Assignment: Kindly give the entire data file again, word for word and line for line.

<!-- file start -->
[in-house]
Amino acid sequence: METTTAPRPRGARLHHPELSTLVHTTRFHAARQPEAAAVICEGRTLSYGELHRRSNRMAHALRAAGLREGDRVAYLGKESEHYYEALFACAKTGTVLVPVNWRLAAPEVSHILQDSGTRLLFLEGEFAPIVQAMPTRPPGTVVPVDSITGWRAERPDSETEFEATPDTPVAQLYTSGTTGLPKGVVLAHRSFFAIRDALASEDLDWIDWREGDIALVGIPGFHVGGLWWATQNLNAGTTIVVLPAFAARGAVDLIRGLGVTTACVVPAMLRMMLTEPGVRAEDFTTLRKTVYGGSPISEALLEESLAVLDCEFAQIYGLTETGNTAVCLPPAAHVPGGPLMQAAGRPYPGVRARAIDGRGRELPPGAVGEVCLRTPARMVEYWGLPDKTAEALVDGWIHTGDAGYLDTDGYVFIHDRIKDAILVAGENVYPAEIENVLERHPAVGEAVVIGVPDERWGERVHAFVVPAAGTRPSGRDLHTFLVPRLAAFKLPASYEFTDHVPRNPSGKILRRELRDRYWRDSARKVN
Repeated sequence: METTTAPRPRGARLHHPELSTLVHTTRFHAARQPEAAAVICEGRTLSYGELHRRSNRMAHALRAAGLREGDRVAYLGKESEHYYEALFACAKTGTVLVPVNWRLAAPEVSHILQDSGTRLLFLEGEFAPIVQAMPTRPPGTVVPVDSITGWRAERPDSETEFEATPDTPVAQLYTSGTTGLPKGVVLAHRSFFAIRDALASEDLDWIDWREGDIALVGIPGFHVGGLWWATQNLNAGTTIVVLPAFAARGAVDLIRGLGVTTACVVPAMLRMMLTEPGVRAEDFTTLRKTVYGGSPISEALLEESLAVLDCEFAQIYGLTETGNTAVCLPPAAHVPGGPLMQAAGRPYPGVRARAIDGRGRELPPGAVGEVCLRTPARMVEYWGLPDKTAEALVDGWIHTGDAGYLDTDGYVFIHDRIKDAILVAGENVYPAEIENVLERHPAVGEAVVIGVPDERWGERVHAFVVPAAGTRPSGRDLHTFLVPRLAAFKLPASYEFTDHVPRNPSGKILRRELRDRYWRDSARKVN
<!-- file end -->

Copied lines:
[in-house]
Amino acid sequence: METTTAPRPRGARLHHPELSTLVHTTRFHAARQPEAAAVICEGRTLSYGELHRRSNRMAHALRAAGLREGDRVAYLGKESEHYYEALFACAKTGTVLVPVNWRLAAPEVSHILQDSGTRLLFLEGEFAPIVQAMPTRPPGTVVPVDSITGWRAERPDSETEFEATPDTPVAQLYTSGTTGLPKGVVLAHRSFFAIRDALASEDLDWIDWREGDIALVGIPGFHVGGLWWATQNLNAGTTIVVLPAFAARGAVDLIRGLGVTTACVVPAMLRMMLTEPGVRAEDFTTLRKTVYGGSPISEALLEESLAVLDCEFAQIYGLTETGNTAVCLPPAAHVPGGPLMQAAGRPYPGVRARAIDGRGRELPPGAVGEVCLRTPARMVEYWGLPDKTAEALVDGWIHTGDAGYLDTDGYVFIHDRIKDAILVAGENVYPAEIENVLERHPAVGEAVVIGVPDERWGERVHAFVVPAAGTRPSGRDLHTFLVPRLAAFKLPASYEFTDHVPRNPSGKILRRELRDRYWRDSARKVN
Repeated sequence: METTTAPRPRGARLHHPELSTLVHTTRFHAARQPEAAAVICEGRTLSYGELHRRSNRMAHALRAAGLREGDRVAYLGKESEHYYEALFACAKTGTVLVPVNWRLAAPEVSHILQDSGTRLLFLEGEFAPIVQAMPTRPPGTVVPVDSITGWRAERPDSETEFEATPDTPVAQLYTSGTTGLPKGVVLAHRSFFAIRDALASEDLDWIDWREGDIALVGIPGFHVGGLWWATQNLNAGTTIVVLPAFAARGAVDLIRGLGVTTACVVPAMLRMMLTEPGVRAEDFTTLRKTVYGGSPISEALLEESLAVLDCEFAQIYGLTETGNTAVCLPPAAHVPGGPLMQAAGRPYPGVRARAIDGRGRELPPGAVGEVCLRTPARMVEYWGLPDKTAEALVDGWIHTGDAGYLDTDGYVFIHDRIKDAILVAGENVYPAEIENVLERHPAVGEAVVIGVPDERWGERVHAFVVPAAGTRPSGRDLHTFLVPRLAAFKLPASYEFTDHVPRNPSGKILRRELRDRYWRDSARKVN